16 Sums

466 views

Published on

Published in: News & Politics, Technology
0 Comments
0 Likes
Statistics
Notes
  • Be the first to comment

  • Be the first to like this

No Downloads
Views
Total views
466
On SlideShare
0
From Embeds
0
Number of Embeds
4
Actions
Shares
0
Downloads
7
Comments
0
Likes
0
Embeds 0
No embeds

No notes for slide

16 Sums

  1. 1. Stat310 Sums of independent rv’s Hadley Wickham Tuesday, 10 March 2009
  2. 2. http://xkcd.com/552/ Tuesday, 10 March 2009
  3. 3. 1. Exam 2. Recap 3. Motivation - connection to data 4. Expectation, variance, mgf’s 5. Convergence in probability Tuesday, 10 March 2009
  4. 4. Exam How did it go? Too long? Too short? Sorry about question 1 Draft model answers online Will be back to you next week Tuesday, 10 March 2009
  5. 5. Tuesday, 10 March 2009
  6. 6. Recap What is a random experiment? What does it mean for two random variables to be independent? What is E(X + Y)? What is Var(X + Y)? What is the definition of the mgf? Tuesday, 10 March 2009
  7. 7. Random experiment An observation that is uncertain: we don’t know ahead of time what the answer will be (pretty common!) Ideally we, want the experiment to be repeatable under exactly the same initial conditions (pretty rare!) Tuesday, 10 March 2009
  8. 8. Why? Want to be able to work with (many) more variables than just two. Typically need to make some assumptions to make this easier. Turns out many of the things we are interested in can be expressed as sums, and we can design experiments to ensure independence. Tuesday, 10 March 2009
  9. 9. Why? Most often these random variables will arise from repeated experiments. Each random variable is a result from a repetition. Want to be able to make inferences about the distribution from the samples that we see. Will touch on this today, and cover much more deeply in two weeks. Tuesday, 10 March 2009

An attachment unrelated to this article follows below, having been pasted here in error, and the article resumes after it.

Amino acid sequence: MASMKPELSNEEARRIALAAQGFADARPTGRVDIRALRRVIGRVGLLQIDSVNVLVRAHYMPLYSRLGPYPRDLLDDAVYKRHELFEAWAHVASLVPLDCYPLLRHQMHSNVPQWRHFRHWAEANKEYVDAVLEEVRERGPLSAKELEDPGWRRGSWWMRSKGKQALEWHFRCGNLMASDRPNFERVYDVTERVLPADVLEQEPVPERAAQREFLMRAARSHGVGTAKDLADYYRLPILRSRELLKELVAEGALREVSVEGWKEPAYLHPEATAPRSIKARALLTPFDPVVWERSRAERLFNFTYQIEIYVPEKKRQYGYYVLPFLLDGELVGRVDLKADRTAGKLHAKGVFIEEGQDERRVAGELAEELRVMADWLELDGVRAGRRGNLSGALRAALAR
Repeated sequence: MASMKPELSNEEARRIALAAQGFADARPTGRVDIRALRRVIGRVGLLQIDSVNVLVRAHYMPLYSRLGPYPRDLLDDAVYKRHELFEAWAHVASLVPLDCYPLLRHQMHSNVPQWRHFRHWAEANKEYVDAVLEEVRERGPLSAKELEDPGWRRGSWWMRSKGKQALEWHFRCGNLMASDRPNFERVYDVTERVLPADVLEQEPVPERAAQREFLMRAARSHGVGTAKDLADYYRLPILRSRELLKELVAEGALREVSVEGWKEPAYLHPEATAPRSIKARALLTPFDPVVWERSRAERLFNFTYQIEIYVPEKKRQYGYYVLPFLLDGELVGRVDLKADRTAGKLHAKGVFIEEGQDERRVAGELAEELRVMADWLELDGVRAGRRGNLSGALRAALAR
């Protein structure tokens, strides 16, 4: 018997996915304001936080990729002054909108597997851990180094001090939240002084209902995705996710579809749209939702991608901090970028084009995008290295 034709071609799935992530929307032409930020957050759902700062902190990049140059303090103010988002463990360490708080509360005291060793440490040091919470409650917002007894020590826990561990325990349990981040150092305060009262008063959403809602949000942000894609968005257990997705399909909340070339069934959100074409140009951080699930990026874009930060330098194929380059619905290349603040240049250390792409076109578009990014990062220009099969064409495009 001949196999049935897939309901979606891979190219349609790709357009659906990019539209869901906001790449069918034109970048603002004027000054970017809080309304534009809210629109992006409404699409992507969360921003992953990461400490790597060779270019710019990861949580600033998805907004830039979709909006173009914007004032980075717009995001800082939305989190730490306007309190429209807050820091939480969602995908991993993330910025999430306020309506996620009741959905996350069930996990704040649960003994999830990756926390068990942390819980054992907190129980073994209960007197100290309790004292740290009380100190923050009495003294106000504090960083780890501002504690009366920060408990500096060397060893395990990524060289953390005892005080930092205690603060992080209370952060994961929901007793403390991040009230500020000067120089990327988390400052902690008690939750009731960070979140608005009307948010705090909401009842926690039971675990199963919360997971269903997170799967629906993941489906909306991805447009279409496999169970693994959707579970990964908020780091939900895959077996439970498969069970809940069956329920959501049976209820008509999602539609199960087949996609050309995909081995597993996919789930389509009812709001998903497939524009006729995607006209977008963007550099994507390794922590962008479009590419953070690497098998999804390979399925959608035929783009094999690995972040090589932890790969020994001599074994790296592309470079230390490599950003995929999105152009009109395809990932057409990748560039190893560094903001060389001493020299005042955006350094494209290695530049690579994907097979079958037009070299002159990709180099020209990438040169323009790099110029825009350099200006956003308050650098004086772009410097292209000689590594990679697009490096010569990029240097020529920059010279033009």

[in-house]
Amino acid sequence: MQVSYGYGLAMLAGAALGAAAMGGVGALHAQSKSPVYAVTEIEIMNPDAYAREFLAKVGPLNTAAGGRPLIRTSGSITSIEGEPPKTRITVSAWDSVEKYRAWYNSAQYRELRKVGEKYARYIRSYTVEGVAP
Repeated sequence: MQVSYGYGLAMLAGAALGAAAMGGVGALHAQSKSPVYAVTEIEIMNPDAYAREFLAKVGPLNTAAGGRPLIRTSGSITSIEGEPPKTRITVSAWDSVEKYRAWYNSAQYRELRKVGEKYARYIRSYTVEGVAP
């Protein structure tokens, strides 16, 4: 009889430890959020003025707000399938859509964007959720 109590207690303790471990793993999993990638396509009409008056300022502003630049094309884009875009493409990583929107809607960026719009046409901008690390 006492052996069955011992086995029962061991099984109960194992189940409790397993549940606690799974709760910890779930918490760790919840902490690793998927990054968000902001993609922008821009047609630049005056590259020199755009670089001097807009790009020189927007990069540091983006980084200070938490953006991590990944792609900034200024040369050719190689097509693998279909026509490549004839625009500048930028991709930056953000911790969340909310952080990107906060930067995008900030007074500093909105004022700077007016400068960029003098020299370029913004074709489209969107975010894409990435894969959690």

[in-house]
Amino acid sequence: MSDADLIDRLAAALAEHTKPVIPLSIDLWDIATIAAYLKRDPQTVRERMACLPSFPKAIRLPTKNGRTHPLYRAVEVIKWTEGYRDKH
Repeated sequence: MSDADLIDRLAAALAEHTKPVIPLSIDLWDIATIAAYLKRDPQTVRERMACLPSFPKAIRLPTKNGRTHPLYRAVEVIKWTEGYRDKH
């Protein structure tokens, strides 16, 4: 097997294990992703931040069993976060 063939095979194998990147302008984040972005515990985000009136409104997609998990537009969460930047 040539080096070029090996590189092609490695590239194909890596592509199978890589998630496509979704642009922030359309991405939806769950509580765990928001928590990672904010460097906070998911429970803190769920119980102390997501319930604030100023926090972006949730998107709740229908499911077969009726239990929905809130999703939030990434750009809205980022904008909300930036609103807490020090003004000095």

10. 10. Mutual independence If X1, X2, X3, …, and Xn are mutually independent, what do you think the joint pdf will look like? f(x1, x2, …, xn) = ? Tuesday, 10 March 2009
  11. 11. f (x1 , x2 , . . . , xn ) = f (x1 )f (x2 ) · · · f (xn ) f (x1 , x2 , . . . , xn ) = f1 (x1 )f2 (x2 ) · · · fn (xn ) n = fi (xi ) i=1 Tuesday, 10 March 2009
  12. 12. Note If X and Y are independent, then so are: X2 and Y2 1/X and eY u(X) and v(Y) - any functions that only involve one variable Tuesday, 10 March 2009
  13. 13. Definition iid = independent identically distributed e.g. X1, X2, …, Xn iid implies that f (xi ) f(x1, x2, …, xn) = And the f’s are all the same! Tuesday, 10 March 2009
  14. 14. Mean & Variance Let X1, X2, …, Xn be independent random variables. Then: Xi = E(Xi ) E Xi = V ar(Xi ) V ar Tuesday, 10 March 2009
  15. 15. Y = a1 X1 + a2 X2 + · · · + an Xn What are E(Y) and Var(Y) ? Tuesday, 10 March 2009
  16. 16. Y = a1 X1 + a2 X2 + · · · + an Xn What are E(Y) and Var(Y) ? E(Y ) = ai E(Xi ) Tuesday, 10 March 2009
  17. 17. Y = a1 X1 + a2 X2 + · · · + an Xn What are E(Y) and Var(Y) ? E(Y ) = ai E(Xi ) V ar(Y ) = ar(Xi ) 2 ai V Tuesday, 10 March 2009
  18. 18. Your turn Let X1, X2, …, Xn be iid random variables. Xi ¯= X n What are the mean and variance? Tuesday, 10 March 2009
  19. 19. 1 ¯= X Xi n ¯ = E(X) E(X) V ar(X) ¯= V ar(X) n Tuesday, 10 March 2009
  20. 20. Mgf So that’s great if all we want to know is the mean and variance. What if we want to know the actual distribution? This is where we use the second property of the mgf - if the mgfs of two random variables are equal, then the distributions (pdfs) are equal Tuesday, 10 March 2009
  21. 21. Your turn If X and Y are independent, what is the mgf of X + Y? What is the mgf of aX ? Tuesday, 10 March 2009
  22. 22. MX+Y (t) = E(e ) (X+Y )t = E(e e) Xt Y t = E(e )(e ) Xt Yt = MX (t)MY (t) MaX (t) = MX (at) Tuesday, 10 March 2009
  23. 23. Y = a1 X1 + a2 X2 + · · · + an Xn MY (t) = MXi (ai t) If the X’s are iid, and the a’s are constant, then MY (t) = MX (at) n Tuesday, 10 March 2009
  24. 24. Your turn Let X1, X2, …, Xn be iid random variables. Xi ¯= X n What is the mgf? Tuesday, 10 March 2009
  25. 25. Convergence in P Imagine you have a Bernoulli(p) process. You can repeat the process as many times as you like to generate X1, X2, …, Xn. How could you use these X’s to figure out what p is? Tuesday, 10 March 2009
  26. 26. Convergence in P It’s an intuitive answer (and correct), but how can you check it? Want to say something like: n 1 lim Zn = p Zn = Xi n x=1 n→∞ But this doesn’t make sense. Why not? Tuesday, 10 March 2009
  27. 27. lim P (|Zn − p| ≤ ) = 1 n→∞ ∀ >0 Tuesday, 10 March 2009

×